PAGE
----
But about the middle of the eighteenth century, in the period of cold orthodoxy and solid learning which immediately preceded the rise of rationalism, as well as in that of incipient free thought, we meet not only with the historians of theological literature already named above, but with historians of thought like Brucker, and of the church like Mosheim, possessed of large taste for inquiry, and wide literary sympathies, who contribute information on the subject: and towards the close of the century we find Schroeckh, who, in his lengthy and careful history of the church since the Reformation,(25) has taken so extensive a view of the nature of church history, that he has included in it an account of the struggle with freethinkers. Among the same class, with the exception that he differs in being marked by rationalist sympathies, must be ranked Henke.(26)

In the present century the spread of the scientific spirit, which counts no facts unworthy of notice, together with the attention bestowed on the history of doctrine, and the special interest in understanding the fortunes of free thought, which sympathy in danger created during the rationalist movement, prevented the historians from passing lightly over so important a series of facts. It may be sufficient to instance, in proof, the notices of unbelief which occur in Neander's Church History. General histories also of literature, like Schlosser's History of Literature in the Eighteenth Century, or the more theological one of Hagenbach (Geschichte des 18n Jahrhunderts) incidentally afford information.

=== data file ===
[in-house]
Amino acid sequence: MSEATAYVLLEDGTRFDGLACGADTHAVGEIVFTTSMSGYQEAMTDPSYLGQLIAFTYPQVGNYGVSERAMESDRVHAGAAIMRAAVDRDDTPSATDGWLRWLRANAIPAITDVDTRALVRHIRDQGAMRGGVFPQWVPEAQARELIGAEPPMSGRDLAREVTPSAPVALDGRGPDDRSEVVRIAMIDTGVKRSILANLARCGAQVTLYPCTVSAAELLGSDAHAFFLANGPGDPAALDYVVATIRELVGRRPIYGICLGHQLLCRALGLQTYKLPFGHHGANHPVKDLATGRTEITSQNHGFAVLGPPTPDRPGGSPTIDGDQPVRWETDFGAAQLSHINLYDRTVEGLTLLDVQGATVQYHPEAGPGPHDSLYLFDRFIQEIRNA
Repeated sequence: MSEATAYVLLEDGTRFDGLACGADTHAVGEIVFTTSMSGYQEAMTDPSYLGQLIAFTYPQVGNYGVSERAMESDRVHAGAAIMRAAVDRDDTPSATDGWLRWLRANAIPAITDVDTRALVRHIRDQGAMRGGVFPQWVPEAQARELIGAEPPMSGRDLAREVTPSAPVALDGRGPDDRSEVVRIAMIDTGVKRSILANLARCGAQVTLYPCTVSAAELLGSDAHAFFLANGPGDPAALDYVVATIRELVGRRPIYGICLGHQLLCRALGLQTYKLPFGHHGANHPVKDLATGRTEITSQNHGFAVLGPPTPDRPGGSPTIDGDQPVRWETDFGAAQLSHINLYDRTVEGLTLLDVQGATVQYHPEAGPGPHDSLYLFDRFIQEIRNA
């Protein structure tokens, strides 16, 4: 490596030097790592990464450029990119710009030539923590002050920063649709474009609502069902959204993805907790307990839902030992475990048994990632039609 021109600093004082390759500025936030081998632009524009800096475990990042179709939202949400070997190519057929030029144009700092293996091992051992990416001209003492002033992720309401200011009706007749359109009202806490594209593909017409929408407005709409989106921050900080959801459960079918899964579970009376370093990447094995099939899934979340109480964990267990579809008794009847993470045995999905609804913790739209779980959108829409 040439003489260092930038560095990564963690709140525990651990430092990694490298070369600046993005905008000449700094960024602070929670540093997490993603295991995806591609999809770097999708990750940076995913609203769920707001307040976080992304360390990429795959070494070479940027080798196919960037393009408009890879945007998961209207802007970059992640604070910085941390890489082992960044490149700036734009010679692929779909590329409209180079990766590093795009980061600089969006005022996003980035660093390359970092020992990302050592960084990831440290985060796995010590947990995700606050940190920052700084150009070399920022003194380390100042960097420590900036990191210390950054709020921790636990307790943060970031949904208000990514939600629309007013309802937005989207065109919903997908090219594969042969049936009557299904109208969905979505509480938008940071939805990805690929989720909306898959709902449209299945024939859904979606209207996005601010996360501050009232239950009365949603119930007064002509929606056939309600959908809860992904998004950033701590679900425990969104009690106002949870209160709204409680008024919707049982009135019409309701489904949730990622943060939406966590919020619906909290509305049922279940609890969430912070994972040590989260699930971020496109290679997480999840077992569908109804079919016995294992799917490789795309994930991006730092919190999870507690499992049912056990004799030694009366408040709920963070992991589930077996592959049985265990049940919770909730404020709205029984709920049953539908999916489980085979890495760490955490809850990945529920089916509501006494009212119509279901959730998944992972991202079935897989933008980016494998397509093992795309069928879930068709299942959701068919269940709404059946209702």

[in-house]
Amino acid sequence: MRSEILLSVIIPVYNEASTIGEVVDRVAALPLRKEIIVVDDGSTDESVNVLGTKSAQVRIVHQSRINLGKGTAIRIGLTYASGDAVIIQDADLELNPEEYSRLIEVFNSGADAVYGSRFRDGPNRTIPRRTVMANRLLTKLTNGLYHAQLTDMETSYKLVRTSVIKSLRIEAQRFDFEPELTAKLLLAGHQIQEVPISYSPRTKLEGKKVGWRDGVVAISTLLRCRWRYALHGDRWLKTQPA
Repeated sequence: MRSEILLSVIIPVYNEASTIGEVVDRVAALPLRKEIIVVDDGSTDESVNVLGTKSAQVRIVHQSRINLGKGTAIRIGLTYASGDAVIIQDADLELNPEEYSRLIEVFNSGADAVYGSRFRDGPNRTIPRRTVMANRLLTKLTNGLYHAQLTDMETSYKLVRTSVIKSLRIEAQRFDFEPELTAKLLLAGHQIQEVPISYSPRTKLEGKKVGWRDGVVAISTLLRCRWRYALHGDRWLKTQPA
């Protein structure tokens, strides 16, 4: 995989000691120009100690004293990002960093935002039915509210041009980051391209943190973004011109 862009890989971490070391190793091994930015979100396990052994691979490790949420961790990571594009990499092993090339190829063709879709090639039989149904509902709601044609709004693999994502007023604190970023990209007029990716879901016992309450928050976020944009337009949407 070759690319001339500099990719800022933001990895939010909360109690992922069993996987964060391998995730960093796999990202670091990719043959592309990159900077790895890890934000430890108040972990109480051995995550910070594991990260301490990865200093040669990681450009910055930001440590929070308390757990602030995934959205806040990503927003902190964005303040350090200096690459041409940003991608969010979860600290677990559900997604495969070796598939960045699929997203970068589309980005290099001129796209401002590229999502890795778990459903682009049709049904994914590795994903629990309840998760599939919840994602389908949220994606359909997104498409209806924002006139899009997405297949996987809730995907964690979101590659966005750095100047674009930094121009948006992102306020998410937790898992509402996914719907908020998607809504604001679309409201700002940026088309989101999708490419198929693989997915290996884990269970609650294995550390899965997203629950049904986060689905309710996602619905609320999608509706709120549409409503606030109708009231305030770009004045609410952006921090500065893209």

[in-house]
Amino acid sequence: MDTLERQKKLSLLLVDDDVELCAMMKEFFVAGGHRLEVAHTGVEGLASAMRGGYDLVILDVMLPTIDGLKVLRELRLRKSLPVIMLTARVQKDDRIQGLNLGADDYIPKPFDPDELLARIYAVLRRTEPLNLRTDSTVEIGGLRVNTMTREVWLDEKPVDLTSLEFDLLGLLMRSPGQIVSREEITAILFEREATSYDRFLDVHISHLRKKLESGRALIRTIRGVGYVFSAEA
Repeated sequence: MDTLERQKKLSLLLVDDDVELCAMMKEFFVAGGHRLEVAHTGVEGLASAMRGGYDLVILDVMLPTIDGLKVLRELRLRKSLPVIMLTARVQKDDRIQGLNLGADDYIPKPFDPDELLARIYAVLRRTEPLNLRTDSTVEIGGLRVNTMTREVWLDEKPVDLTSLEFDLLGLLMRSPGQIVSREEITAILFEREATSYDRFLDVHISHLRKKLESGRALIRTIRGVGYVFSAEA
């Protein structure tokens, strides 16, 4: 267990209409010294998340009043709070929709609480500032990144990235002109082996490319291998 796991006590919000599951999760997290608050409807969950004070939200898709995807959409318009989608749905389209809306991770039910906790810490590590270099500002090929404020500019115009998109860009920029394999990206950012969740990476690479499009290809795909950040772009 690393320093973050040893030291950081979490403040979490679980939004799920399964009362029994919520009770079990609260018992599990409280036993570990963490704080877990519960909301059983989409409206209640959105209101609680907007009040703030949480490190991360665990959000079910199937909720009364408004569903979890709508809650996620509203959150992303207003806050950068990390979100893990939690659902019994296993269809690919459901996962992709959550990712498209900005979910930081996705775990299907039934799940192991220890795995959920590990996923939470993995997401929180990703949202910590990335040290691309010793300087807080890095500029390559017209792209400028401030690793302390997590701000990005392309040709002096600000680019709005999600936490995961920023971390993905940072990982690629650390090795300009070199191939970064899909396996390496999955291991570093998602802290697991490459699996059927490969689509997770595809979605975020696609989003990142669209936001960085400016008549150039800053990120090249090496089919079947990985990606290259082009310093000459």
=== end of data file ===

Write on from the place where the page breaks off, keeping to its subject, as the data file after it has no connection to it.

The various works just named are the chief of this class which furnish assistance.

3. After a general preliminary idea of the history has been obtained from these sources, in order to prevent being confused with details; it is necessary to resort next to the original sources of information, without careful study of which the history must lack a real basis.